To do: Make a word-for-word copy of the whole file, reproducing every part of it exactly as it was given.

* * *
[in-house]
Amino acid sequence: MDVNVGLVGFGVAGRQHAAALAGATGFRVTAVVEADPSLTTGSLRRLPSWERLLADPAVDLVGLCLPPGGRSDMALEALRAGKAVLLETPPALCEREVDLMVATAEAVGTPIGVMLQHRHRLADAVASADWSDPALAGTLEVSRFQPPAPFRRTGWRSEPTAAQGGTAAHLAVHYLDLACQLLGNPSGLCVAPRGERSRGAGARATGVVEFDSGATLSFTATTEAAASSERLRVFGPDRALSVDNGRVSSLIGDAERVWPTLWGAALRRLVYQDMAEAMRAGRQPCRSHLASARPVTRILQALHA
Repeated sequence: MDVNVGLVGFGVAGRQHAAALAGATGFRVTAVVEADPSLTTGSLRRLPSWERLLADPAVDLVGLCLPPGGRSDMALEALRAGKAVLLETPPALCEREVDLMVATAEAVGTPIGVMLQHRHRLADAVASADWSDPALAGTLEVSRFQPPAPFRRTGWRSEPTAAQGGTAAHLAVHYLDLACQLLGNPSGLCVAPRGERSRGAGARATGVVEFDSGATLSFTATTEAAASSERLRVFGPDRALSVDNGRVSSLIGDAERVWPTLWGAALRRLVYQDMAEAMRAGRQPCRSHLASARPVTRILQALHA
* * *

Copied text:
[in-house]
Amino acid sequence: MDVNVGLVGFGVAGRQHAAALAGATGFRVTAVVEADPSLTTGSLRRLPSWERLLADPAVDLVGLCLPPGGRSDMALEALRAGKAVLLETPPALCEREVDLMVATAEAVGTPIGVMLQHRHRLADAVASADWSDPALAGTLEVSRFQPPAPFRRTGWRSEPTAAQGGTAAHLAVHYLDLACQLLGNPSGLCVAPRGERSRGAGARATGVVEFDSGATLSFTATTEAAASSERLRVFGPDRALSVDNGRVSSLIGDAERVWPTLWGAALRRLVYQDMAEAMRAGRQPCRSHLASARPVTRILQALHA
Repeated sequence: MDVNVGLVGFGVAGRQHAAALAGATGFRVTAVVEADPSLTTGSLRRLPSWERLLADPAVDLVGLCLPPGGRSDMALEALRAGKAVLLETPPALCEREVDLMVATAEAVGTPIGVMLQHRHRLADAVASADWSDPALAGTLEVSRFQPPAPFRRTGWRSEPTAAQGGTAAHLAVHYLDLACQLLGNPSGLCVAPRGERSRGAGARATGVVEFDSGATLSFTATTEAAASSERLRVFGPDRALSVDNGRVSSLIGDAERVWPTLWGAALRRLVYQDMAEAMRAGRQPCRSHLASARPVTRILQALHA